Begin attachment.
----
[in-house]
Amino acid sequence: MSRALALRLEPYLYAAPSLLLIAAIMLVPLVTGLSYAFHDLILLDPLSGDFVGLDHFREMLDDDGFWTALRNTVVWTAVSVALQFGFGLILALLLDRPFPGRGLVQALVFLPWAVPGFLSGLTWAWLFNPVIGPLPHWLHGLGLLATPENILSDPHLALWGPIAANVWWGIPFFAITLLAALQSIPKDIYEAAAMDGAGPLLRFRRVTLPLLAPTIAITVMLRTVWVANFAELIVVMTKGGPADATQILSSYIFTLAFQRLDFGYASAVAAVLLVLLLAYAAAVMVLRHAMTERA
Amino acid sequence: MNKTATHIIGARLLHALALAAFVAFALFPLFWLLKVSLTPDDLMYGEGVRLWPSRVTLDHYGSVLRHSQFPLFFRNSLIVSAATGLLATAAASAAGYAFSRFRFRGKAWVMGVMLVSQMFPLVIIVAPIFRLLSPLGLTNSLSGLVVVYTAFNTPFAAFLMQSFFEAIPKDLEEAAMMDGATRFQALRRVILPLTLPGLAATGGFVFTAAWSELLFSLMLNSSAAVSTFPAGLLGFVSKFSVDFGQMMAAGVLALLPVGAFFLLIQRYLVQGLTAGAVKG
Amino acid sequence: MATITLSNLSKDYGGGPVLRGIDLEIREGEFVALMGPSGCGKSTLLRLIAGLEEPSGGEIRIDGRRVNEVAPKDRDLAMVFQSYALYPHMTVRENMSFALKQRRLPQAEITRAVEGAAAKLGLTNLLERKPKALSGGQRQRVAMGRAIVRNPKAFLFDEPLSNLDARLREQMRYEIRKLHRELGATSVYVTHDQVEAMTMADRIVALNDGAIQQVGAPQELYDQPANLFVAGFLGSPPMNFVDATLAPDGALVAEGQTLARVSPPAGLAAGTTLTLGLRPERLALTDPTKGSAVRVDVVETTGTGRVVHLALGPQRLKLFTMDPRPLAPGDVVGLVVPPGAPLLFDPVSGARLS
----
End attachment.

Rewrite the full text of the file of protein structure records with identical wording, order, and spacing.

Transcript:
[in-house]
Amino acid sequence: MSRALALRLEPYLYAAPSLLLIAAIMLVPLVTGLSYAFHDLILLDPLSGDFVGLDHFREMLDDDGFWTALRNTVVWTAVSVALQFGFGLILALLLDRPFPGRGLVQALVFLPWAVPGFLSGLTWAWLFNPVIGPLPHWLHGLGLLATPENILSDPHLALWGPIAANVWWGIPFFAITLLAALQSIPKDIYEAAAMDGAGPLLRFRRVTLPLLAPTIAITVMLRTVWVANFAELIVVMTKGGPADATQILSSYIFTLAFQRLDFGYASAVAAVLLVLLLAYAAAVMVLRHAMTERA
Amino acid sequence: MNKTATHIIGARLLHALALAAFVAFALFPLFWLLKVSLTPDDLMYGEGVRLWPSRVTLDHYGSVLRHSQFPLFFRNSLIVSAATGLLATAAASAAGYAFSRFRFRGKAWVMGVMLVSQMFPLVIIVAPIFRLLSPLGLTNSLSGLVVVYTAFNTPFAAFLMQSFFEAIPKDLEEAAMMDGATRFQALRRVILPLTLPGLAATGGFVFTAAWSELLFSLMLNSSAAVSTFPAGLLGFVSKFSVDFGQMMAAGVLALLPVGAFFLLIQRYLVQGLTAGAVKG
Amino acid sequence: MATITLSNLSKDYGGGPVLRGIDLEIREGEFVALMGPSGCGKSTLLRLIAGLEEPSGGEIRIDGRRVNEVAPKDRDLAMVFQSYALYPHMTVRENMSFALKQRRLPQAEITRAVEGAAAKLGLTNLLERKPKALSGGQRQRVAMGRAIVRNPKAFLFDEPLSNLDARLREQMRYEIRKLHRELGATSVYVTHDQVEAMTMADRIVALNDGAIQQVGAPQELYDQPANLFVAGFLGSPPMNFVDATLAPDGALVAEGQTLARVSPPAGLAAGTTLTLGLRPERLALTDPTKGSAVRVDVVETTGTGRVVHLALGPQRLKLFTMDPRPLAPGDVVGLVVPPGAPLLFDPVSGARLS